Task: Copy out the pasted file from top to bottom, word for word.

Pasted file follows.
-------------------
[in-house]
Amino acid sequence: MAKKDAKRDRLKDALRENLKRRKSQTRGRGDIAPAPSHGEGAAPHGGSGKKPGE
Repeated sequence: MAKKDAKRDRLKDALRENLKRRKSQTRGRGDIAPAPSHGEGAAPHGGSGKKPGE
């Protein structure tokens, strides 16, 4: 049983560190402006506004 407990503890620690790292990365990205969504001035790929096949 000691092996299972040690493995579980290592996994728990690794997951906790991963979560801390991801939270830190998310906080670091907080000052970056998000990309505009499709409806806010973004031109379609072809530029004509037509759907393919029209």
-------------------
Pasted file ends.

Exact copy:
[in-house]
Amino acid sequence: MAKKDAKRDRLKDALRENLKRRKSQTRGRGDIAPAPSHGEGAAPHGGSGKKPGE
Repeated sequence: MAKKDAKRDRLKDALRENLKRRKSQTRGRGDIAPAPSHGEGAAPHGGSGKKPGE
């Protein structure tokens, strides 16, 4: 049983560190402006506004 407990503890620690790292990365990205969504001035790929096949 000691092996299972040690493995579980290592996994728990690794997951906790991963979560801390991801939270830190998310906080670091907080000052970056998000990309505009499709409806806010973004031109379609072809530029004509037509759907393919029209």